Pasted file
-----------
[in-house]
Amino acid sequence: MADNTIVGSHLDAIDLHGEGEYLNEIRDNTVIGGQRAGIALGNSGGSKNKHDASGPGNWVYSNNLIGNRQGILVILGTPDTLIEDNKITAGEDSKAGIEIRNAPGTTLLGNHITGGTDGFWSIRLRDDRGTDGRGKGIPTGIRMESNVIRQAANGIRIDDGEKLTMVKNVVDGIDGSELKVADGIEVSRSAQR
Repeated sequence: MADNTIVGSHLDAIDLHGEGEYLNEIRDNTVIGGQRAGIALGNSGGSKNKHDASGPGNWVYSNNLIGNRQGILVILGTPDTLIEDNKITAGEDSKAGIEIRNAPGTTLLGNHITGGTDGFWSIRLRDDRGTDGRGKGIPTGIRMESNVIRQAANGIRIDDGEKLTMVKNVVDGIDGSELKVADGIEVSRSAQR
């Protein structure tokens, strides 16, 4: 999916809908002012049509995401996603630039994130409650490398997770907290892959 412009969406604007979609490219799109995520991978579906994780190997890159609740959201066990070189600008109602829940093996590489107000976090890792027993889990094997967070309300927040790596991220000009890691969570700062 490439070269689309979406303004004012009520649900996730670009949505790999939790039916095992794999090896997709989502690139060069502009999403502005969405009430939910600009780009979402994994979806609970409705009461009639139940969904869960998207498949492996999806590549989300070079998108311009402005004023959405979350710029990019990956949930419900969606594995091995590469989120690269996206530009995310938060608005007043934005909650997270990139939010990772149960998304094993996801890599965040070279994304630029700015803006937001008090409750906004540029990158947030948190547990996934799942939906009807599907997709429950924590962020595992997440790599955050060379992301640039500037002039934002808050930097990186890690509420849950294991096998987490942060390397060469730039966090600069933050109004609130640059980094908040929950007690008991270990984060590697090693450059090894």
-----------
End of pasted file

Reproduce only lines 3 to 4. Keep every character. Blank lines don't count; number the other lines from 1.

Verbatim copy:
Repeated sequence: MADNTIVGSHLDAIDLHGEGEYLNEIRDNTVIGGQRAGIALGNSGGSKNKHDASGPGNWVYSNNLIGNRQGILVILGTPDTLIEDNKITAGEDSKAGIEIRNAPGTTLLGNHITGGTDGFWSIRLRDDRGTDGRGKGIPTGIRMESNVIRQAANGIRIDDGEKLTMVKNVVDGIDGSELKVADGIEVSRSAQR
């Protein structure tokens, strides 16, 4: 999916809908002012049509995401996603630039994130409650490398997770907290892959 412009969406604007979609490219799109995520991978579906994780190997890159609740959201066990070189600008109602829940093996590489107000976090890792027993889990094997967070309300927040790596991220000009890691969570700062 490439070269689309979406303004004012009520649900996730670009949505790999939790039916095992794999090896997709989502690139060069502009999403502005969405009430939910600009780009979402994994979806609970409705009461009639139940969904869960998207498949492996999806590549989300070079998108311009402005004023959405979350710029990019990956949930419900969606594995091995590469989120690269996206530009995310938060608005007043934005909650997270990139939010990772149960998304094993996801890599965040070279994304630029700015803006937001008090409750906004540029990158947030948190547990996934799942939906009807599907997709429950924590962020595992997440790599955050060379992301640039500037002039934002808050930097990186890690509420849950294991096998987490942060390397060469730039966090600069933050109004609130640059980094908040929950007690008991270990984060590697090693450059090894």